Even outside, we aren’t always in playgrounds, of course, where physical risk tends to be mitigated (lest it be litigated, ya get me?); we also spend a fair amount of time in our community garden, which is beautiful and fun and not at all childproofed.  There is a special box of dirt for toddlers to dig in (God bless the woman who pushed that addition through; I didn’t object at the time, but I didn’t Get It, either), but there are also rusty tools, unstable piles of brick and rubble, and more than a few shards of broken glass.  Now that late summer is here and the plants are tall, I often can’t see exactly where the Bean is while simultaneously getting my own work done.  So I don’t.  He does his work of exploring and digging and climbing the uneven slate steps, and I do mine of watering and weeding and letting him go.  I keep him away from the gate (cars being one of those one-time lessons), shut the shed door (lawnmowers, ditto), and remind him to be safe when he is near the bricks.  I try not to worry, and sometimes I even succeed.

Can you find the toddler hidden in this picture?  Me neither.
P1060298

Trick Question!  He was already back at the stairs.

P1060295

The last time we were in the garden together, the woman with the bed next to mine was pruning her blackberry bush and consequently building a huge pile of prickly brush, which the Bean naturally found most alluring.  She was worried about the Bean and clearly biting her tongue a bit at my not moving him away from it, so I did make him watch me put my finger near it and mime getting hurt.  I expected that play to mollify her a little and have no effect on him whatsoever, but in fact he left the pile alone.  I almost wish he hadn’t, since I still don’t know whether he understood me or not, and if he had pricked his finger, he’d have seen cause and effect.  It’s not that I want my child to get hurt, you understand; it’s just that a pricked finger (or a bumped head or a scrape or two) is a very cheap way to learn a very valuable lesson.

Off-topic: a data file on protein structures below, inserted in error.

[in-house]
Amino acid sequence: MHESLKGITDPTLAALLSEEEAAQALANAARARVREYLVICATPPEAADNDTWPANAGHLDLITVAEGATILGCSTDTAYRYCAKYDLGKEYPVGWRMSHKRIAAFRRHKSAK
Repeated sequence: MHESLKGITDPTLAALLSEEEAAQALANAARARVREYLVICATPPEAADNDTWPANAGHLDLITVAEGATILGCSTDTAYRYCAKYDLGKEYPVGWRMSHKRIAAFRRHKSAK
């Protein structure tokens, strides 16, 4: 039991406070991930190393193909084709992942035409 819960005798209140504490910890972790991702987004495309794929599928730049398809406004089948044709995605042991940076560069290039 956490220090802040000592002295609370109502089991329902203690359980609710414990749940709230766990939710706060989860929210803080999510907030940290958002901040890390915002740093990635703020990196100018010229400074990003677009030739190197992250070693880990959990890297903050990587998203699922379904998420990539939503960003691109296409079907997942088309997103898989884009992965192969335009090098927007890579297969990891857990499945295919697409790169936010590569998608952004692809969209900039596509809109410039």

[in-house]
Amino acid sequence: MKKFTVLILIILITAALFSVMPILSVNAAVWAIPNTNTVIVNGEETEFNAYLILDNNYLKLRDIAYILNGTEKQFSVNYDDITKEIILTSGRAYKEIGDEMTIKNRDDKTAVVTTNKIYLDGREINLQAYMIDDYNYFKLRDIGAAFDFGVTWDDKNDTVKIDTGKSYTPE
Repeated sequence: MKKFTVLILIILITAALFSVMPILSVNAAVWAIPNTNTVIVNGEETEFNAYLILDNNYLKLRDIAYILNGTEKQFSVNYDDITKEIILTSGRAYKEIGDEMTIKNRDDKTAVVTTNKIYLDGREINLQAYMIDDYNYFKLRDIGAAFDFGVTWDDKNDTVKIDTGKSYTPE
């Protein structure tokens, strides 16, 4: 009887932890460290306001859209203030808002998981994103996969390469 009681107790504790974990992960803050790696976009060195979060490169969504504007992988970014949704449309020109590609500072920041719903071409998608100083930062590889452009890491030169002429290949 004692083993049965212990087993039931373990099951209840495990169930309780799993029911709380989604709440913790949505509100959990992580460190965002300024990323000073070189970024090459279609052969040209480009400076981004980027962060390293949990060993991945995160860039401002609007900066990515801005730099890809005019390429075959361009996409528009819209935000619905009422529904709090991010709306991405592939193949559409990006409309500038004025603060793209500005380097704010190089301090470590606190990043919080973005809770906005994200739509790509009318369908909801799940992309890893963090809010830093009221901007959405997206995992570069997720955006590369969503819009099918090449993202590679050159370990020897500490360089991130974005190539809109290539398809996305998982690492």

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29 thoughts on “Falling Lessons

  1. Before I had kids, I once saw a toddler sticking his head under a metal fence (bars, not chain link; too low to get stuck under it) with a parent standing next to him saying “Yes! Ow!” At the time I thought it was cruel. Now I think any lesson that doesn’t end in (much) bleeding is a successful one. I do still say “please don’t step in the dog poop” though. My mom friends are far more likely to say “you’re fine, you’re fine” than “oh you poor delicate dear”. And we all carry band-aids.

    Bug tipped over the chair he was standing on, the other week, and got a remarkable array of bruises. We had just said “if you lean the chair will fall” and were remarkably unsympathetic. I let him cook with me, even if it’s hot enough to burn him (though not if it’s hot enough to really hurt him) and he cuts veggies with a real knife and uses a glass cup and all.

    As for rusty tools, that’s why DTaP shots were invented, I say.